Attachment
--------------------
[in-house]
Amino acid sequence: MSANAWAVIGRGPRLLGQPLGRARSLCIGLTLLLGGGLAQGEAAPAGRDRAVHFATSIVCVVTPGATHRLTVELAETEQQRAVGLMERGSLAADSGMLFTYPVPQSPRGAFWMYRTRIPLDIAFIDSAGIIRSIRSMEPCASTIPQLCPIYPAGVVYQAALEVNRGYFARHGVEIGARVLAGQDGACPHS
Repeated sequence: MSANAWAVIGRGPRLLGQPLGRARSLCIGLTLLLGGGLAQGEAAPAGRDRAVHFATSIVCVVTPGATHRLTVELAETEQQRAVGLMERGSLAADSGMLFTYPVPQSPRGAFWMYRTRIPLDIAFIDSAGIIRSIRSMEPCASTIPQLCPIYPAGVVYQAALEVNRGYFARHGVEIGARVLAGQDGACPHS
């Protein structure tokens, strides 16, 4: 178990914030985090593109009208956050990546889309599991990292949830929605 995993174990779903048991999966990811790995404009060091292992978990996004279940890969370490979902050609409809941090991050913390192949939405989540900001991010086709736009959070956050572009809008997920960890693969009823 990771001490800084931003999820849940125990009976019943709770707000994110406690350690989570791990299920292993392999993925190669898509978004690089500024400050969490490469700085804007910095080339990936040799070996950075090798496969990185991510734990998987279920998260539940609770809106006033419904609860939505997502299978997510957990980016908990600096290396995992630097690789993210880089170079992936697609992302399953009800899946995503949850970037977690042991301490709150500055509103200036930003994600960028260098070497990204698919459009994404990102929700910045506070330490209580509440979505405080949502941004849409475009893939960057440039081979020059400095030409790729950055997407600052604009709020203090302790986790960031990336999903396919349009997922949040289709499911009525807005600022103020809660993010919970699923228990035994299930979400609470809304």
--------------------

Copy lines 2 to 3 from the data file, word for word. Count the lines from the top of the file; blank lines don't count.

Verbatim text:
Amino acid sequence: MSANAWAVIGRGPRLLGQPLGRARSLCIGLTLLLGGGLAQGEAAPAGRDRAVHFATSIVCVVTPGATHRLTVELAETEQQRAVGLMERGSLAADSGMLFTYPVPQSPRGAFWMYRTRIPLDIAFIDSAGIIRSIRSMEPCASTIPQLCPIYPAGVVYQAALEVNRGYFARHGVEIGARVLAGQDGACPHS
Repeated sequence: MSANAWAVIGRGPRLLGQPLGRARSLCIGLTLLLGGGLAQGEAAPAGRDRAVHFATSIVCVVTPGATHRLTVELAETEQQRAVGLMERGSLAADSGMLFTYPVPQSPRGAFWMYRTRIPLDIAFIDSAGIIRSIRSMEPCASTIPQLCPIYPAGVVYQAALEVNRGYFARHGVEIGARVLAGQDGACPHS